• Seema

pay attention to what you can do for others


I recently learned that a Tlingit elder I interviewed for this project passed away. He was my sixth interviewee and I appreciated everything he shared. He Zoomed with me from his phone as he sat in his car parked outside of the Costco in his rural part of the country. He was going to get a new computer that day in August 2021 when we spoke.


He educated me on the Doctrine of Discovery and the Treaty of Cession. He told me that as he grew up in his village of 100 people, his parents told him, “You have to help the people. Pay attention to what you can do for people.” He became an attorney. He said, “Thirty years of law practice -- I never made any money. Most of the work I did for free. It was designed to help.” He continued, “To me, when we get rid of racism that’s where we’ll start heading. We’ll be helping each other develop.”


He said that anyone can play a role in getting rid of racism, but it requires rethinking how you relate to others and your environment.


His people historically traded up and down the coast. He said there’s always a need for trade. He looked at the Costco and said, “Costco is a good example… There’s a big difference between Costco and Walmart. Huge difference. Treat their employees different. They [Costco] do make a lot of profit but at the same time they don’t mind sharing their profits with their employees. People who like to maximize their rate of return and not care about whether their employees can survive, those companies whose employees have to get public assistance, that’s the thinking that needs to change.”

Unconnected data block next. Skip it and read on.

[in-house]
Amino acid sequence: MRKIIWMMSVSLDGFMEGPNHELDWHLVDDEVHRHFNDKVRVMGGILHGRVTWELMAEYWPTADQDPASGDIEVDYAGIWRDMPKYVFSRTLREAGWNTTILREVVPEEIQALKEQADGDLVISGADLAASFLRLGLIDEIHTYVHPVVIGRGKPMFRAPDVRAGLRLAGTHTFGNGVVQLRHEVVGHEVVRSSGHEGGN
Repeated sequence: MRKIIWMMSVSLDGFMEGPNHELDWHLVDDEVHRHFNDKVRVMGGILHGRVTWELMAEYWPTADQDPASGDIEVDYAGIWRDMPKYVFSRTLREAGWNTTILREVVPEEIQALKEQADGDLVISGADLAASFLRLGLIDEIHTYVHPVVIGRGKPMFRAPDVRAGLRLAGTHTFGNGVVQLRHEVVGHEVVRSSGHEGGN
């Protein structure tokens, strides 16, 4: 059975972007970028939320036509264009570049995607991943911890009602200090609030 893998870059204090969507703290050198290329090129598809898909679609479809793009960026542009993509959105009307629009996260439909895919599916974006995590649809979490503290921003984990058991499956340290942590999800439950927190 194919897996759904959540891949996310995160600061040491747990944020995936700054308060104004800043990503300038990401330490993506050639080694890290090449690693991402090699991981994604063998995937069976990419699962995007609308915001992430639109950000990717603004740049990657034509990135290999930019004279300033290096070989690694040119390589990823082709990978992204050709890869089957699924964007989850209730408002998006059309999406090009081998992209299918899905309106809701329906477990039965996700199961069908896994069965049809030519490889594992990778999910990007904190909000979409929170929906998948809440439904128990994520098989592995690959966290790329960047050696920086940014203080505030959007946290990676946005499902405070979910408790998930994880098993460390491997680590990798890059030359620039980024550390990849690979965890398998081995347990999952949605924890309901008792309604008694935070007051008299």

He shared with me the ways he helps. At 74 years old, he and his neighbor go out and cut wood, bring it to the village and give it to people who need firewood. “It helps me physically,” he shared. “I don’t go to the gym… I get a lot of emotional and physical benefit from doing things like that. A week ago, I finished helping someone build a carport. I had never built one. She’s a carpenter. She hired another carpenter. So, I went and volunteered and did all the grunt work so I could learn how to build a carport because I want to build one myself. I used muscles I haven’t used in a while.” There were emotional, physical, educational and spiritual benefits of the help he provided.


Some of his parting thoughts were, “The result of racism is the oppression of people, the suppression of people. The idea that we are all here to help each other will result in a lot less racism. Ask ourselves, “How can I help another individual?” not, “What can I take from them?” Eliminating racism means eliminating class culture.”

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